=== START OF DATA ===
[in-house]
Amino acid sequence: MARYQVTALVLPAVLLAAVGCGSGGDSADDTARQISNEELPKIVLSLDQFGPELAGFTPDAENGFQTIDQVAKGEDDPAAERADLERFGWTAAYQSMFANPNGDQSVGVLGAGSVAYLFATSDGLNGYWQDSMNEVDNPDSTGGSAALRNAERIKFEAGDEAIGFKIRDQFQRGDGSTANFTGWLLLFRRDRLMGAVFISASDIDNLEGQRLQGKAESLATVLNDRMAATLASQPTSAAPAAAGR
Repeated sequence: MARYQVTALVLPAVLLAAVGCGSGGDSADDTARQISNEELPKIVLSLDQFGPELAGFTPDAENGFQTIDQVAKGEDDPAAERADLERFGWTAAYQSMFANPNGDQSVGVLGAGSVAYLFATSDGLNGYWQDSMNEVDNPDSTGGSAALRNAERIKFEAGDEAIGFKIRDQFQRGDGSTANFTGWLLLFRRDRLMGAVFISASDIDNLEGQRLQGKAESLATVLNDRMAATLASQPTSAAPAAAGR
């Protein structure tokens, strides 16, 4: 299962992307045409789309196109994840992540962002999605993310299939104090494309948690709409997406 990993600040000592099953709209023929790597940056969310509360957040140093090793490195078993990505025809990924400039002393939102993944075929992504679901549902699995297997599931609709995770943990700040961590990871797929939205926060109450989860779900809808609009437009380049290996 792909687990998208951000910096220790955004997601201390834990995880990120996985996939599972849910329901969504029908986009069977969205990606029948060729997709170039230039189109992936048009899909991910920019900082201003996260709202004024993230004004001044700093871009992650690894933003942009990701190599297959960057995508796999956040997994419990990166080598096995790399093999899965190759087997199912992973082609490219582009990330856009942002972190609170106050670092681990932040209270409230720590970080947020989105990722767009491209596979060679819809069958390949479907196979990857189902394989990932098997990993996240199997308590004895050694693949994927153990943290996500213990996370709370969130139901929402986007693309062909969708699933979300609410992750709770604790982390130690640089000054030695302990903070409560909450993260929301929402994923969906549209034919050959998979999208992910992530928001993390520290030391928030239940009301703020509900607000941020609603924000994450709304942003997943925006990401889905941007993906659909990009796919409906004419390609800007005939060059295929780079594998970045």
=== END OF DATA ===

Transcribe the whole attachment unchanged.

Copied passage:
[in-house]
Amino acid sequence: MARYQVTALVLPAVLLAAVGCGSGGDSADDTARQISNEELPKIVLSLDQFGPELAGFTPDAENGFQTIDQVAKGEDDPAAERADLERFGWTAAYQSMFANPNGDQSVGVLGAGSVAYLFATSDGLNGYWQDSMNEVDNPDSTGGSAALRNAERIKFEAGDEAIGFKIRDQFQRGDGSTANFTGWLLLFRRDRLMGAVFISASDIDNLEGQRLQGKAESLATVLNDRMAATLASQPTSAAPAAAGR
Repeated sequence: MARYQVTALVLPAVLLAAVGCGSGGDSADDTARQISNEELPKIVLSLDQFGPELAGFTPDAENGFQTIDQVAKGEDDPAAERADLERFGWTAAYQSMFANPNGDQSVGVLGAGSVAYLFATSDGLNGYWQDSMNEVDNPDSTGGSAALRNAERIKFEAGDEAIGFKIRDQFQRGDGSTANFTGWLLLFRRDRLMGAVFISASDIDNLEGQRLQGKAESLATVLNDRMAATLASQPTSAAPAAAGR
């Protein structure tokens, strides 16, 4: 299962992307045409789309196109994840992540962002999605993310299939104090494309948690709409997406 990993600040000592099953709209023929790597940056969310509360957040140093090793490195078993990505025809990924400039002393939102993944075929992504679901549902699995297997599931609709995770943990700040961590990871797929939205926060109450989860779900809808609009437009380049290996 792909687990998208951000910096220790955004997601201390834990995880990120996985996939599972849910329901969504029908986009069977969205990606029948060729997709170039230039189109992936048009899909991910920019900082201003996260709202004024993230004004001044700093871009992650690894933003942009990701190599297959960057995508796999956040997994419990990166080598096995790399093999899965190759087997199912992973082609490219582009990330856009942002972190609170106050670092681990932040209270409230720590970080947020989105990722767009491209596979060679819809069958390949479907196979990857189902394989990932098997990993996240199997308590004895050694693949994927153990943290996500213990996370709370969130139901929402986007693309062909969708699933979300609410992750709770604790982390130690640089000054030695302990903070409560909450993260929301929402994923969906549209034919050959998979999208992910992530928001993390520290030391928030239940009301703020509900607000941020609603924000994450709304942003997943925006990401889905941007993906659909990009796919409906004419390609800007005939060059295929780079594998970045």